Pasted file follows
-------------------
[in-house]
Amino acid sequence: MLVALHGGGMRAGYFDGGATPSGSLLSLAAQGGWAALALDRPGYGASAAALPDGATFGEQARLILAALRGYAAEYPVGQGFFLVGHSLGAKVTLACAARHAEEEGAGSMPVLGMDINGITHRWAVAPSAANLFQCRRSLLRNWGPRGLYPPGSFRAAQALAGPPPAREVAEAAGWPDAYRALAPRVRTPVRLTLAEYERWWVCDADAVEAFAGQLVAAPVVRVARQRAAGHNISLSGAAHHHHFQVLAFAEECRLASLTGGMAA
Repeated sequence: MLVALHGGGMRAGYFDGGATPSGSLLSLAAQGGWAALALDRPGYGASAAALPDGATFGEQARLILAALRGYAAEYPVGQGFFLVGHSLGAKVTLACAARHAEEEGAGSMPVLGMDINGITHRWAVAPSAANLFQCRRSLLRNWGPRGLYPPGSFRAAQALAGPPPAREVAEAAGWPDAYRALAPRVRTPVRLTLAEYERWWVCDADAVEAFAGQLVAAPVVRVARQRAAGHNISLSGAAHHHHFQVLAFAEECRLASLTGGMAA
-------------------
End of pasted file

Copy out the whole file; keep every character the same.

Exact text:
[in-house]
Amino acid sequence: MLVALHGGGMRAGYFDGGATPSGSLLSLAAQGGWAALALDRPGYGASAAALPDGATFGEQARLILAALRGYAAEYPVGQGFFLVGHSLGAKVTLACAARHAEEEGAGSMPVLGMDINGITHRWAVAPSAANLFQCRRSLLRNWGPRGLYPPGSFRAAQALAGPPPAREVAEAAGWPDAYRALAPRVRTPVRLTLAEYERWWVCDADAVEAFAGQLVAAPVVRVARQRAAGHNISLSGAAHHHHFQVLAFAEECRLASLTGGMAA
Repeated sequence: MLVALHGGGMRAGYFDGGATPSGSLLSLAAQGGWAALALDRPGYGASAAALPDGATFGEQARLILAALRGYAAEYPVGQGFFLVGHSLGAKVTLACAARHAEEEGAGSMPVLGMDINGITHRWAVAPSAANLFQCRRSLLRNWGPRGLYPPGSFRAAQALAGPPPAREVAEAAGWPDAYRALAPRVRTPVRLTLAEYERWWVCDADAVEAFAGQLVAAPVVRVARQRAAGHNISLSGAAHHHHFQVLAFAEECRLASLTGGMAA